The And Contextual Realities Of Their Learners

881 Words4 Pages
and contextual realities of their learners. It turns out that these factors are just as important for learners in the workplace as they are for learners in any other setting. Meyer (2009) suggests that these sorts of approaches to education (and, particularly, the absence of a focus on meaning-making) are prevalent throughout organizational environments. She asks the central question of how transformative learning can take root there, arguing that few organizations envision themselves as primary learning environments, and that the various goals of corporations often mean they’re accountable to many stakeholders, negotiating competing interests (p. 43). Many researchers questions the role of transformative learning, and why researchers would even attempt to overlay this framework in such a historically inhospitable environment. For her part, Meyer (2009) concludes that organizations may greatly benefit from the emancipatory benefits of transformative learning. In doing so, she writes that certain factors are important for paving the way for transformative learning, but that actualizing these concepts may be more difficult (p. 50): Trust, safety, democracy, and mediation of power and authority are some of the most often cited characteristics of learning space that create room for transformation. These are supported by my own research and are based on my findings; I add relational learning and time to these dimensions. Although practitioners cannot ensure the realization of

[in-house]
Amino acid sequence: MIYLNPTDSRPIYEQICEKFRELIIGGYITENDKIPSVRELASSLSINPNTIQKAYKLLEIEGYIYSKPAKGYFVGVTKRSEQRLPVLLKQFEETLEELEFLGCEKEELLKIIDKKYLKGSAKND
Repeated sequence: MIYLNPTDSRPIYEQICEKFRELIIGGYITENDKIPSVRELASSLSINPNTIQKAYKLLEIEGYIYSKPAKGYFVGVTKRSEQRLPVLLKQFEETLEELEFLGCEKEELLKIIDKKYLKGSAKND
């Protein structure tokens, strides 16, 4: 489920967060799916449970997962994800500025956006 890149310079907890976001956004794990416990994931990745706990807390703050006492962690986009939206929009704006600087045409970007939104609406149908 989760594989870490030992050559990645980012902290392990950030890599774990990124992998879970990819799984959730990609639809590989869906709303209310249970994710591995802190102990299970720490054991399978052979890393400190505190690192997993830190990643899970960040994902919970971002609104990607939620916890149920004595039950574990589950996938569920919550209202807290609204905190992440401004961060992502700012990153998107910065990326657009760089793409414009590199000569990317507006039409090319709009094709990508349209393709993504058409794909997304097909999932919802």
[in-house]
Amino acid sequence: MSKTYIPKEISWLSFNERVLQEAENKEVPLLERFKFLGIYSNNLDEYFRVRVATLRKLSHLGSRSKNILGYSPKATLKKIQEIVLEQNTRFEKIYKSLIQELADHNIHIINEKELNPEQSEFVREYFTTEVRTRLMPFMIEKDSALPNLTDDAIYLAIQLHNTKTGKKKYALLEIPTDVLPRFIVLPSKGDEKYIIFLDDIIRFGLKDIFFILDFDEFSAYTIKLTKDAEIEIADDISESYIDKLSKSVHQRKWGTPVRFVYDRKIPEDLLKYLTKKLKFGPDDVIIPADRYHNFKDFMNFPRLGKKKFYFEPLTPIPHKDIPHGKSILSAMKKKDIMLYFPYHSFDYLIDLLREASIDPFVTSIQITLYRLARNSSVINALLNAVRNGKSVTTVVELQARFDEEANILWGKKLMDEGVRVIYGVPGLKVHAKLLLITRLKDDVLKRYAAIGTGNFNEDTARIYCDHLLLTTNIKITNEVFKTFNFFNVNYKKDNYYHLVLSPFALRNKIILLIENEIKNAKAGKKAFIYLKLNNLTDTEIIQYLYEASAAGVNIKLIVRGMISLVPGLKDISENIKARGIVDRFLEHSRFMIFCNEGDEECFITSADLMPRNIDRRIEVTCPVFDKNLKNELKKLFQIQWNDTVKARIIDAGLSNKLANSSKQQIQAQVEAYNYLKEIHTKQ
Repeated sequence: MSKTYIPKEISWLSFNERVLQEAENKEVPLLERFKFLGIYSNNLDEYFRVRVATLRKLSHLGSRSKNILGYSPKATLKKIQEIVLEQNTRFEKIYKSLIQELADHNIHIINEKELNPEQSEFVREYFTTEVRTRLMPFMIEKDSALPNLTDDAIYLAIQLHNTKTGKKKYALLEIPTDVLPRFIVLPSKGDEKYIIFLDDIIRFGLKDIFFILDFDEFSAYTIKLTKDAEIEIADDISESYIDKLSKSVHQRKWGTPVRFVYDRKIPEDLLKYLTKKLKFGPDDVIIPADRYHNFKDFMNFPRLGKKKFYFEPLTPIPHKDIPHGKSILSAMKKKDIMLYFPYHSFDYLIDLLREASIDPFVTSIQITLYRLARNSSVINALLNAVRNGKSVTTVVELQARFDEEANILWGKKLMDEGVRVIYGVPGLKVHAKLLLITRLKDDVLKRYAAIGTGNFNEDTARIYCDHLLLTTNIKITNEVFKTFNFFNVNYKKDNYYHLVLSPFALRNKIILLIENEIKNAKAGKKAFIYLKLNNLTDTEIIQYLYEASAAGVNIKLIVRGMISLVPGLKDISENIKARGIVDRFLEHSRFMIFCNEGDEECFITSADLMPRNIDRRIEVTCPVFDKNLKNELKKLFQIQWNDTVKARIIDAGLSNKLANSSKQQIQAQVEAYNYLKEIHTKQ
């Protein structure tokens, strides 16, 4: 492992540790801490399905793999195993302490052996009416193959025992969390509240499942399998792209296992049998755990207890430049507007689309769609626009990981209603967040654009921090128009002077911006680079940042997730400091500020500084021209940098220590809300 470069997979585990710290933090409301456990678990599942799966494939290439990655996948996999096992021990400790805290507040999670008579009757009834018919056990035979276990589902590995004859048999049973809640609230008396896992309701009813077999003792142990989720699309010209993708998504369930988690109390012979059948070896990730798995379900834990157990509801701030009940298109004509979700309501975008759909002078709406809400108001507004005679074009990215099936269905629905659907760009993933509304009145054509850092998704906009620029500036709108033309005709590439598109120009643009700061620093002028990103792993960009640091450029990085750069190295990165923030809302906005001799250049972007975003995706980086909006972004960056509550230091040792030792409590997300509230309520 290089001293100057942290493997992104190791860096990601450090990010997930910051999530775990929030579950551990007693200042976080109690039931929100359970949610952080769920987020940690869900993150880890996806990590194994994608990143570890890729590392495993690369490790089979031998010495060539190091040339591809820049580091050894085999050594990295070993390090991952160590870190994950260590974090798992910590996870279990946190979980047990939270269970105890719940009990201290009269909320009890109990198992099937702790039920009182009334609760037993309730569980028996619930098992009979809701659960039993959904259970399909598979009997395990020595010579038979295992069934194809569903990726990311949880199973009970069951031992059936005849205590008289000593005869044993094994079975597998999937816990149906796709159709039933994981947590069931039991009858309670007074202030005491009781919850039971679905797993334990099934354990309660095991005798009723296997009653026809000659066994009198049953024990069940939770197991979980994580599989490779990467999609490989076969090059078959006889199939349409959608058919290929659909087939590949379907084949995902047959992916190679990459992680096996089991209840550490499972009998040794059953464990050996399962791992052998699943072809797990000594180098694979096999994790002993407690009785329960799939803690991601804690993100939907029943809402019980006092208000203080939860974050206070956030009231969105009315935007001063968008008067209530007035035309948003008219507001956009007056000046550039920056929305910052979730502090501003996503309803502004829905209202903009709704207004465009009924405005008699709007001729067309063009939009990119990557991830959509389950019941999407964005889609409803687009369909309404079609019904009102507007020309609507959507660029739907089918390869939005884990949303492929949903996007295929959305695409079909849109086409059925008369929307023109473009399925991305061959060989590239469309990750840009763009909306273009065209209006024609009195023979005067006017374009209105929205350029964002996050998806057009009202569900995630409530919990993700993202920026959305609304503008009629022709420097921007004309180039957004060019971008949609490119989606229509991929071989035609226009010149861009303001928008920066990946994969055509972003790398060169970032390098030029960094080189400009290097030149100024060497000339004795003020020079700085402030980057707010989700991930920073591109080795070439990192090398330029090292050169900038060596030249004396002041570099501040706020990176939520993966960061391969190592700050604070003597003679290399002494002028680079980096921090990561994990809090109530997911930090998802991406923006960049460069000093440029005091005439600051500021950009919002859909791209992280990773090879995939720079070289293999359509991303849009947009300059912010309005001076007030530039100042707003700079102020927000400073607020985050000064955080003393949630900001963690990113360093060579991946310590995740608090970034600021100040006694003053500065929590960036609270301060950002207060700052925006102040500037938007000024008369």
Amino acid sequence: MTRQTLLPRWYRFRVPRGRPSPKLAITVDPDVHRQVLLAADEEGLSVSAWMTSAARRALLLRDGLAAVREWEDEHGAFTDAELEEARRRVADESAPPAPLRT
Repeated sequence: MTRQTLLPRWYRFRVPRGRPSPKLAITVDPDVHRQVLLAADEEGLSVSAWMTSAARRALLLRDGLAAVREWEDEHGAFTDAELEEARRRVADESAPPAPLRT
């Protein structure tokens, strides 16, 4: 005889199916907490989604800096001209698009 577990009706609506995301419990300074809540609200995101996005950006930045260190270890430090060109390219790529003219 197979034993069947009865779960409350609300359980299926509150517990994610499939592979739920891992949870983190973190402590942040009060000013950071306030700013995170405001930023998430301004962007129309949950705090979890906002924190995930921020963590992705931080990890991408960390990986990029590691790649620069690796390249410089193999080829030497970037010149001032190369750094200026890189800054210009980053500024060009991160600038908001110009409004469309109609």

Open Document